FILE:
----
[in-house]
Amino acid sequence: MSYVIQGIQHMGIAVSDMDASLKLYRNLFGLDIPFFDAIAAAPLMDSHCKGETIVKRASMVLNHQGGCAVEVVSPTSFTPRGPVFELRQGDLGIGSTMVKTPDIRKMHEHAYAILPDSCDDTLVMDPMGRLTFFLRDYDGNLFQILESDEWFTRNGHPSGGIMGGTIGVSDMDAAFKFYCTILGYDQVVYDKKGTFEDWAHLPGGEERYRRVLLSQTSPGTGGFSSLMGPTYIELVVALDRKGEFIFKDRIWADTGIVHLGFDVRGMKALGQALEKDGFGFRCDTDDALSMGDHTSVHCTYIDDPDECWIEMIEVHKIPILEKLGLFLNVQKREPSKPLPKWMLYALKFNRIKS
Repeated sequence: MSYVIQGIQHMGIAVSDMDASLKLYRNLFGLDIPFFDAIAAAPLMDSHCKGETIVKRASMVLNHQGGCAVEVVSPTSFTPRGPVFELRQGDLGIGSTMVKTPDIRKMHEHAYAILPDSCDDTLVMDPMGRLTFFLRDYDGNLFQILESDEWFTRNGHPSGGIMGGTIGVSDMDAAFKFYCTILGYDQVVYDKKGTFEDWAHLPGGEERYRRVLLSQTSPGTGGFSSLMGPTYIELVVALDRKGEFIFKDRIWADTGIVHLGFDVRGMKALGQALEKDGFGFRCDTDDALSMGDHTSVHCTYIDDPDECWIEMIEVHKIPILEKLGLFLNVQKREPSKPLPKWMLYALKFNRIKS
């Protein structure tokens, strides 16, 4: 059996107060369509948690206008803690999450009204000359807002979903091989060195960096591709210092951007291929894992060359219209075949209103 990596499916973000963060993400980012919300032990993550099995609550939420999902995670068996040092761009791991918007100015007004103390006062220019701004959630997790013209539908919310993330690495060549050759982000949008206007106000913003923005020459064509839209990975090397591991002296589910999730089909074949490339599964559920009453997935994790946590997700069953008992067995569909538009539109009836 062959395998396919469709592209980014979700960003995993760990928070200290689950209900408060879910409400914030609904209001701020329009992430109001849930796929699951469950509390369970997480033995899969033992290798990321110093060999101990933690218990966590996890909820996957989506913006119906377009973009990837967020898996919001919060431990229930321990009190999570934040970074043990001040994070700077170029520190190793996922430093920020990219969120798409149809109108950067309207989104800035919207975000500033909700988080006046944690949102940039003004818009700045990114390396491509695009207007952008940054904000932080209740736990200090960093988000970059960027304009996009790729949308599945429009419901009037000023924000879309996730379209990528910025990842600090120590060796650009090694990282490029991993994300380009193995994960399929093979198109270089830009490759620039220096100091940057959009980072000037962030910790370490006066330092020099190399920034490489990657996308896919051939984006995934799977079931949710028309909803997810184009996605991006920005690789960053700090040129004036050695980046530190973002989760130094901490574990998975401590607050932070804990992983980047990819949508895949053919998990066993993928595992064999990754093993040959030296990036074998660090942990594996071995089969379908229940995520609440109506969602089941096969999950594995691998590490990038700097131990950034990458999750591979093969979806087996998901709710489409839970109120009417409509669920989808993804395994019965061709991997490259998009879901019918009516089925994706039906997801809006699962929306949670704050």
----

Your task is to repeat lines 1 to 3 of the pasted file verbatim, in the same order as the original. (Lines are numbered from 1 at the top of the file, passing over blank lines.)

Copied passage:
[in-house]
Amino acid sequence: MSYVIQGIQHMGIAVSDMDASLKLYRNLFGLDIPFFDAIAAAPLMDSHCKGETIVKRASMVLNHQGGCAVEVVSPTSFTPRGPVFELRQGDLGIGSTMVKTPDIRKMHEHAYAILPDSCDDTLVMDPMGRLTFFLRDYDGNLFQILESDEWFTRNGHPSGGIMGGTIGVSDMDAAFKFYCTILGYDQVVYDKKGTFEDWAHLPGGEERYRRVLLSQTSPGTGGFSSLMGPTYIELVVALDRKGEFIFKDRIWADTGIVHLGFDVRGMKALGQALEKDGFGFRCDTDDALSMGDHTSVHCTYIDDPDECWIEMIEVHKIPILEKLGLFLNVQKREPSKPLPKWMLYALKFNRIKS
Repeated sequence: MSYVIQGIQHMGIAVSDMDASLKLYRNLFGLDIPFFDAIAAAPLMDSHCKGETIVKRASMVLNHQGGCAVEVVSPTSFTPRGPVFELRQGDLGIGSTMVKTPDIRKMHEHAYAILPDSCDDTLVMDPMGRLTFFLRDYDGNLFQILESDEWFTRNGHPSGGIMGGTIGVSDMDAAFKFYCTILGYDQVVYDKKGTFEDWAHLPGGEERYRRVLLSQTSPGTGGFSSLMGPTYIELVVALDRKGEFIFKDRIWADTGIVHLGFDVRGMKALGQALEKDGFGFRCDTDDALSMGDHTSVHCTYIDDPDECWIEMIEVHKIPILEKLGLFLNVQKREPSKPLPKWMLYALKFNRIKS